Magazine article Drug Topics

Rx Medications: The Importance of Container Integrity

Magazine article Drug Topics

Rx Medications: The Importance of Container Integrity

Article excerpt


Quality products promote patient safety

Pharmacies use drug containers to fill millions of prescriptions annually. Pharmacists trust that the container used to house the medication is manufactured to standards and specifications that will maintain the integrity of the drug product during the time the patient uses the medication.

Drug containers must be able to endure environmental stressors such as permeation by light and moisture. They must also prevent leaching of the material from which the container is made. If container integrity is breached, there is risk that the drug might lose its potency or that it might adsorb from the container material that is harmful to the patient.

Minimum standards

To provide guidance to container manufacturers, standard- setting organizations have established minimum thresholds for the integrity of drug containers. Beyond those minimum recommended standards, there are at present very few (if any) state laws regulating pharmacy practice that require a pharmacy to use a drug container that meets minimum quality-control standards.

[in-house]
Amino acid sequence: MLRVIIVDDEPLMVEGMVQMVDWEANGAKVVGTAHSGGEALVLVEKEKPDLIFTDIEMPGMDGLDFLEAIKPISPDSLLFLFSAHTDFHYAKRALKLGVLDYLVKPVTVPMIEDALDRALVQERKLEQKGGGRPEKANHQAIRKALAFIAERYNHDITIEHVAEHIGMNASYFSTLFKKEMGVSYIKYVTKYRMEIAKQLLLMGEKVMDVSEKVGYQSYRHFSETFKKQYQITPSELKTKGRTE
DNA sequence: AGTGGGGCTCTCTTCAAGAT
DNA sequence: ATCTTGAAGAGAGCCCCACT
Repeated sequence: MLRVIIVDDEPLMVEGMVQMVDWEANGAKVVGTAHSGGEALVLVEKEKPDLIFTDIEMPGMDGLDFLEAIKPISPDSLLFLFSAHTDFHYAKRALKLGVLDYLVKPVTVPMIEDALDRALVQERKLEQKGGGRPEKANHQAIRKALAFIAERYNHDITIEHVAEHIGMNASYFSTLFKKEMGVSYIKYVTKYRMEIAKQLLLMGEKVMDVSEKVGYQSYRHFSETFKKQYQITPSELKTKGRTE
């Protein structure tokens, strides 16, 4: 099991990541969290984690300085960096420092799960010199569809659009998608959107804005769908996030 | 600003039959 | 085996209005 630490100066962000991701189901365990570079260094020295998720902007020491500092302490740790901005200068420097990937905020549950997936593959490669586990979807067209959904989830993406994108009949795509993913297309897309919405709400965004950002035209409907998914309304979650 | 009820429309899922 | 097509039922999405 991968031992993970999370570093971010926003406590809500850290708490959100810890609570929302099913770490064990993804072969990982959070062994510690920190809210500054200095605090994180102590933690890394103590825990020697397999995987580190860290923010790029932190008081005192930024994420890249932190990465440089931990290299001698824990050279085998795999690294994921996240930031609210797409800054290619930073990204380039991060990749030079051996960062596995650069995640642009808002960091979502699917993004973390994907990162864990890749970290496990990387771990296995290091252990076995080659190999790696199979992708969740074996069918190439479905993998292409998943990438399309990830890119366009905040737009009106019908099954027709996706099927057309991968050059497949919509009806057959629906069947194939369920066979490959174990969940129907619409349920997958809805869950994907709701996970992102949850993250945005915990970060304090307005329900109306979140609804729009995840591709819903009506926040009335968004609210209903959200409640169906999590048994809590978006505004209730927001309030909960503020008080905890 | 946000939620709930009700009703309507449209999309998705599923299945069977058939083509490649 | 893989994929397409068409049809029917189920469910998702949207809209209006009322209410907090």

As a result, there are no legal metrics in place to guard against possible patient harm resulting from an adulterated drug product caused by a "bad" container. In the end, the marketplace is left to its own discretion in determining what is safe and acceptable for a patient's use. This lack of universally agreed-upon standards results in disparity in the quality of containers.

USP Chapter 671

One well-known standard-setting organization, the United States Pharmacopeia ("USP"), sets forth standards pertaining to the quality of healthcare products manufactured or sold in the United States.

Specifically, Chapter 671 of the USP provides standards pertaining to the properties of prescription drug containers and their components. Chapter 671 defines the term "container" to mean the "entire system comprising, usually, the container itself, the liner (if used), the closure in the case of multiple-unit containers, and the lidding and blister in the case of unit- dose containers. …

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